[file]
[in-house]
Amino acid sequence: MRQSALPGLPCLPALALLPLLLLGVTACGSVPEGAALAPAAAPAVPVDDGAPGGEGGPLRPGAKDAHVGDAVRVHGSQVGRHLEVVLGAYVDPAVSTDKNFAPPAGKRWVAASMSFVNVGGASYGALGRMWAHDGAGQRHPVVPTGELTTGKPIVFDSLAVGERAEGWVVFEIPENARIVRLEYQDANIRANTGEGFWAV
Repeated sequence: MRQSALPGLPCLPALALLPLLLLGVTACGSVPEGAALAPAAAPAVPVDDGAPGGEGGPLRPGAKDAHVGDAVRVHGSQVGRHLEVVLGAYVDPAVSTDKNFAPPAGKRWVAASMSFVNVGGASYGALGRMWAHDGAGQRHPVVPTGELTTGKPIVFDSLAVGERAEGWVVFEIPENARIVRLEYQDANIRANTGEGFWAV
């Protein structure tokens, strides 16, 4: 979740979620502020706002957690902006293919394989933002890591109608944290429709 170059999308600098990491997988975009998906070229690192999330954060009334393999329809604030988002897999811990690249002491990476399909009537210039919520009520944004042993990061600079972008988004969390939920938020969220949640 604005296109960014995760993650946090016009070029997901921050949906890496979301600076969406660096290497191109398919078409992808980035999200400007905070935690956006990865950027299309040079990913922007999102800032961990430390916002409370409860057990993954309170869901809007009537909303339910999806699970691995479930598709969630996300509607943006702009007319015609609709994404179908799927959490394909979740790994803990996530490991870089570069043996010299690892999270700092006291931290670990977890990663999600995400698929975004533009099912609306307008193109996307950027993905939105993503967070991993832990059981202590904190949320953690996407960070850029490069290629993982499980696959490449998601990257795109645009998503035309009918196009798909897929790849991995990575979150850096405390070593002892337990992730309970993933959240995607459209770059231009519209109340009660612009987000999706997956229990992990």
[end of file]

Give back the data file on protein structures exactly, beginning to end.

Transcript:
[in-house]
Amino acid sequence: MRQSALPGLPCLPALALLPLLLLGVTACGSVPEGAALAPAAAPAVPVDDGAPGGEGGPLRPGAKDAHVGDAVRVHGSQVGRHLEVVLGAYVDPAVSTDKNFAPPAGKRWVAASMSFVNVGGASYGALGRMWAHDGAGQRHPVVPTGELTTGKPIVFDSLAVGERAEGWVVFEIPENARIVRLEYQDANIRANTGEGFWAV
Repeated sequence: MRQSALPGLPCLPALALLPLLLLGVTACGSVPEGAALAPAAAPAVPVDDGAPGGEGGPLRPGAKDAHVGDAVRVHGSQVGRHLEVVLGAYVDPAVSTDKNFAPPAGKRWVAASMSFVNVGGASYGALGRMWAHDGAGQRHPVVPTGELTTGKPIVFDSLAVGERAEGWVVFEIPENARIVRLEYQDANIRANTGEGFWAV
């Protein structure tokens, strides 16, 4: 979740979620502020706002957690902006293919394989933002890591109608944290429709 170059999308600098990491997988975009998906070229690192999330954060009334393999329809604030988002897999811990690249002491990476399909009537210039919520009520944004042993990061600079972008988004969390939920938020969220949640 604005296109960014995760993650946090016009070029997901921050949906890496979301600076969406660096290497191109398919078409992808980035999200400007905070935690956006990865950027299309040079990913922007999102800032961990430390916002409370409860057990993954309170869901809007009537909303339910999806699970691995479930598709969630996300509607943006702009007319015609609709994404179908799927959490394909979740790994803990996530490991870089570069043996010299690892999270700092006291931290670990977890990663999600995400698929975004533009099912609306307008193109996307950027993905939105993503967070991993832990059981202590904190949320953690996407960070850029490069290629993982499980696959490449998601990257795109645009998503035309009918196009798909897929790849991995990575979150850096405390070593002892337990992730309970993933959240995607459209770059231009519209109340009660612009987000999706997956229990992990």